Keren Malki, the Malki Foundation, a non-political, non-sectarian, not-for-profit organization, honors the tragically short life of a girl dedicated to bringing happiness and support into the lives of special-needs children

This site, and the work of Keren Malki (the Malki Foundation), are dedicated to the memory of

Malka Chana Roth Z"L 1985-2001

A caring legacy of the Sbarro bombing

The Jewish Chronicle, London
10th August 2006
[The entire article, as published, in PDF form]

By Eric Silver, Jerusalem                                                                                                                                                                                                                                                                                     

On August 9, 2001, a young man carrying a guitar case strolled into the crowded Sbarro pizza parlour on the corner of Jerusalem's Jaffa and King George roads, and blew himself up.

The huge explosion killed 15 civilians, aged two to 62, and wounded more than 100 others. One woman, five years on, is still in a coma. Hamas and Islamic Jihad took responsibility.

The tragedy changed the lives of Arnold Roth, an Australian immigrant lawyer, and his wife Frimet - and through them those of countless other Israelis. Their 15-year-old daughter, Malki, the fourth of seven children, was one of the dead, along with her best friend, Michal Raziel.

Malki was a gifted flautist, a youth-movement madricha and an enthusiastic volunteer, who worked with severely handicapped children, starting with her own youngest sister, Haya Elisheva.

While sitting shivah, the parents decided they were not going to spend the rest of their lives in mourning. They set up a charity to help the families of disabled children cut through the red tape and cope in their own homes. "We are there," Arnold Roth told the JC, "to empower and enable."

Five years later, Keren Malki (the Malki Foundation) is subsidising 1,200 families from all of Israel's diverse communities. About one-third are Arabs. The fund's annual budget of £125,000 comes entirely from donations.

"We decided to go out and do something positive to remember the life that has been taken from us," Mr Roth explained. "By doing that, you're able to think of yourself as being very different from those barbarians who brought hatred and destruction into the world.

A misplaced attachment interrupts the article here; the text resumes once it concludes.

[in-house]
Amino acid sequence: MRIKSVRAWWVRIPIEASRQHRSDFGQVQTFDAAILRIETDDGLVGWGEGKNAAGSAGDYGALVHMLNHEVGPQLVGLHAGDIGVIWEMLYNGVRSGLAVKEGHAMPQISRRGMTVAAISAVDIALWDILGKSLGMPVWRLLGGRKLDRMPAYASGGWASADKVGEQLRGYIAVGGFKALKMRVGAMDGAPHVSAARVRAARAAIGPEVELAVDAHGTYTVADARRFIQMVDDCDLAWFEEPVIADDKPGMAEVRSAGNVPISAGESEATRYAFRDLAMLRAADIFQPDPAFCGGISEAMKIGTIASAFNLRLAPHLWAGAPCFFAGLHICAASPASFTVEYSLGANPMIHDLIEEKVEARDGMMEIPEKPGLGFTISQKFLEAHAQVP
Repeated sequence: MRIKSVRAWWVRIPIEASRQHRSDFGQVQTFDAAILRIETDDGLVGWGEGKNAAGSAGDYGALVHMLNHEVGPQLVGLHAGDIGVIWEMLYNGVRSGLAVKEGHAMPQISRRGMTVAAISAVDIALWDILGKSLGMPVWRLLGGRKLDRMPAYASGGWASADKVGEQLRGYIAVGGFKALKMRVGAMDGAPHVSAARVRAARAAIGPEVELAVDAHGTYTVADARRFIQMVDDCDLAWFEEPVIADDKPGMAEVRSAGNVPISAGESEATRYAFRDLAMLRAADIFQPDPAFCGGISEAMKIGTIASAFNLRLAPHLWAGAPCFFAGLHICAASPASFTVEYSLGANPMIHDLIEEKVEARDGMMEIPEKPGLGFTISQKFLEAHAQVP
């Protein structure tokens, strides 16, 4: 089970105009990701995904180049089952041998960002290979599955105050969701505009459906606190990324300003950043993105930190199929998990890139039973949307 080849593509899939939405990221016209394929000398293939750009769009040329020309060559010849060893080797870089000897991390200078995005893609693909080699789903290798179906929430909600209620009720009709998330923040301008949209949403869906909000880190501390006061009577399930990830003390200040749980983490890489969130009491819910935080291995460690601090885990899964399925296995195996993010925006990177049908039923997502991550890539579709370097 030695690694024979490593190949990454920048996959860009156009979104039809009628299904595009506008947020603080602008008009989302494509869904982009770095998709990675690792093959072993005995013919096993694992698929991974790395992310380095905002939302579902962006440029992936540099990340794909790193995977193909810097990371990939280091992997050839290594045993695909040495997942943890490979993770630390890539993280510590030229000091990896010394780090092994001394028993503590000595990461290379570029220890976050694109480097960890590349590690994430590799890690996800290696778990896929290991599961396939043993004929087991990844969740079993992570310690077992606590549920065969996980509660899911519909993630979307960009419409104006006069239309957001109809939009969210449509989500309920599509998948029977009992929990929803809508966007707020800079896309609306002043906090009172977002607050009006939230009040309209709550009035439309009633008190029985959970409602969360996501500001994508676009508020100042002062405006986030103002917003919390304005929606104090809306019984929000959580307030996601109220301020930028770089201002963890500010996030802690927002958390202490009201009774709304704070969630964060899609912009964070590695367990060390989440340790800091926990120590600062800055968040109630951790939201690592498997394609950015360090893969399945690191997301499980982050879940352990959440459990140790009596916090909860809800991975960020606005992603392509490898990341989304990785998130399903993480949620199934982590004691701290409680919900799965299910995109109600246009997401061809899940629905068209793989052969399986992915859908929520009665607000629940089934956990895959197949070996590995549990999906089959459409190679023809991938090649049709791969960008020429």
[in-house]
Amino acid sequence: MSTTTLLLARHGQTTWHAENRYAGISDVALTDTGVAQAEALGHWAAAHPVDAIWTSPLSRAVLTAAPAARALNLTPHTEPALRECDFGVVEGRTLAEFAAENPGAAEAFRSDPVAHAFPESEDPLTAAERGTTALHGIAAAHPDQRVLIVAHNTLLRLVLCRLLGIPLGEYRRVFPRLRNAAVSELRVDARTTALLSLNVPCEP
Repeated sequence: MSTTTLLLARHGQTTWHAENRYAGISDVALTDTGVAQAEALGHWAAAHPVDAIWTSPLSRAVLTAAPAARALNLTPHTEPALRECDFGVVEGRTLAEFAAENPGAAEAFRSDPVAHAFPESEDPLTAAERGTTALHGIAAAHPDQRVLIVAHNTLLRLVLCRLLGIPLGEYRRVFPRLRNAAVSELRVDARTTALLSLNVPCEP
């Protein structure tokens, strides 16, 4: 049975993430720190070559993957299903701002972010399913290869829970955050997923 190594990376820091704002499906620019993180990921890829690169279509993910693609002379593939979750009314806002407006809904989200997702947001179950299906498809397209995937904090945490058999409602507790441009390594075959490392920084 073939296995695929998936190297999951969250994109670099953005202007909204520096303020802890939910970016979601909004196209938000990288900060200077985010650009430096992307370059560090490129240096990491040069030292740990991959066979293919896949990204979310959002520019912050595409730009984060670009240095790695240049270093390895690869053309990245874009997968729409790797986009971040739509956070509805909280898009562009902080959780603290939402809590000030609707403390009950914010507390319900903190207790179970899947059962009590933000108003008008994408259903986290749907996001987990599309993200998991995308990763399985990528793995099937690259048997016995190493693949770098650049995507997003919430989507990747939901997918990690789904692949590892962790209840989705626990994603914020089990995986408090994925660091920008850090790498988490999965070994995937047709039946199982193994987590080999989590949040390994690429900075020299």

"There's no way to neutralise that, but in your own life it's terribly important to be able to say we're not like that at all. We're not two sides of the same coin. We're coming from completely different places and we're certainly going to completely different places."

The foundation does not provide services. It pays 75 per cent of the bill for a range of therapies, from occupational and physical therapy to therapeutic horse-riding, demanding only that the therapist is a registered professional and the receipts valid. In partnership with the Yad Sarah social welfare network, it supplies wheelchairs,

orthopaedic beds and other equipment.

"We're not in a dialogue with the families," Mr Roth insisted. "We discourage communication with them. We don't want them to look at us as being involved in their lives. We say, you make the decisions, we'll make them possible. You don't have to go to a committee and plead your case. It means that we can support a very large number of families, though we have only one employee."

Since Israel went to war with Hizbollah on July 12, the Roths have broken their own rule. About 200 of their 1,200 client families live in the north of Israel. Some have fled south, others are living in shelters. They are calling for advice, and Keren Malki is providing it.

One family moved from Nahariya to Jerusalem, staying with a family they had not known before. Their child, who suffers from cerebral palsy, needed horseback therapy. Keren Malki found them a local riding stable.

"There's nothing more isolating than being in a home that can be under a missile attack at any moment," Mr Roth said. "But when you're already predisposed to be upset at the world because you've got a very disabled child and your neighbour doesn't, it sets you off-balance. It creates tremendous anxieties. You can't easily move to a different part of the country with a disabled child. Those who do, need the kind of flexibility we offer.

"We say, find the best available therapist, then send us the receipt."

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 Remembering Malki

Sbarro: An Act of Barbarism

Malki: A Life of Beauty

A Mother Writes of Her Loss

Malki's Song




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